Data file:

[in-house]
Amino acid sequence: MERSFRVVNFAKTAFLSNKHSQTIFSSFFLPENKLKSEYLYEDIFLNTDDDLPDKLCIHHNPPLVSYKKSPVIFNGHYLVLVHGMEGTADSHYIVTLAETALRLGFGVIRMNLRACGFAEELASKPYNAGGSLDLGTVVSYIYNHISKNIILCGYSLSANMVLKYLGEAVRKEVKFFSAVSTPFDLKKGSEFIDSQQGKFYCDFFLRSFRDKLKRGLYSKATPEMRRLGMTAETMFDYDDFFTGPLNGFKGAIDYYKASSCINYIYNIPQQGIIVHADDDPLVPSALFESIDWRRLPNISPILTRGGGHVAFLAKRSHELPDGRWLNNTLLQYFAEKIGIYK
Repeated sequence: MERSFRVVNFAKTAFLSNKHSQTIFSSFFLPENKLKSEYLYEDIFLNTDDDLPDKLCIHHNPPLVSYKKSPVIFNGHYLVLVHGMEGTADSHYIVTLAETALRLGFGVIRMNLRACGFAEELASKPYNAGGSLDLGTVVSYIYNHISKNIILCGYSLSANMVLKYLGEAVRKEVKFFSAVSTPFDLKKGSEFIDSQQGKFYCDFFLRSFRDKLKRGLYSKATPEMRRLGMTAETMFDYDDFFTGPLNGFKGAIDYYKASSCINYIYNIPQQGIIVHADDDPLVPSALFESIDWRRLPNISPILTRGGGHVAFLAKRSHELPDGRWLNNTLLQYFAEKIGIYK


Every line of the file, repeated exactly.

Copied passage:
[in-house]
Amino acid sequence: MERSFRVVNFAKTAFLSNKHSQTIFSSFFLPENKLKSEYLYEDIFLNTDDDLPDKLCIHHNPPLVSYKKSPVIFNGHYLVLVHGMEGTADSHYIVTLAETALRLGFGVIRMNLRACGFAEELASKPYNAGGSLDLGTVVSYIYNHISKNIILCGYSLSANMVLKYLGEAVRKEVKFFSAVSTPFDLKKGSEFIDSQQGKFYCDFFLRSFRDKLKRGLYSKATPEMRRLGMTAETMFDYDDFFTGPLNGFKGAIDYYKASSCINYIYNIPQQGIIVHADDDPLVPSALFESIDWRRLPNISPILTRGGGHVAFLAKRSHELPDGRWLNNTLLQYFAEKIGIYK
Repeated sequence: MERSFRVVNFAKTAFLSNKHSQTIFSSFFLPENKLKSEYLYEDIFLNTDDDLPDKLCIHHNPPLVSYKKSPVIFNGHYLVLVHGMEGTADSHYIVTLAETALRLGFGVIRMNLRACGFAEELASKPYNAGGSLDLGTVVSYIYNHISKNIILCGYSLSANMVLKYLGEAVRKEVKFFSAVSTPFDLKKGSEFIDSQQGKFYCDFFLRSFRDKLKRGLYSKATPEMRRLGMTAETMFDYDDFFTGPLNGFKGAIDYYKASSCINYIYNIPQQGIIVHADDDPLVPSALFESIDWRRLPNISPILTRGGGHVAFLAKRSHELPDGRWLNNTLLQYFAEKIGIYK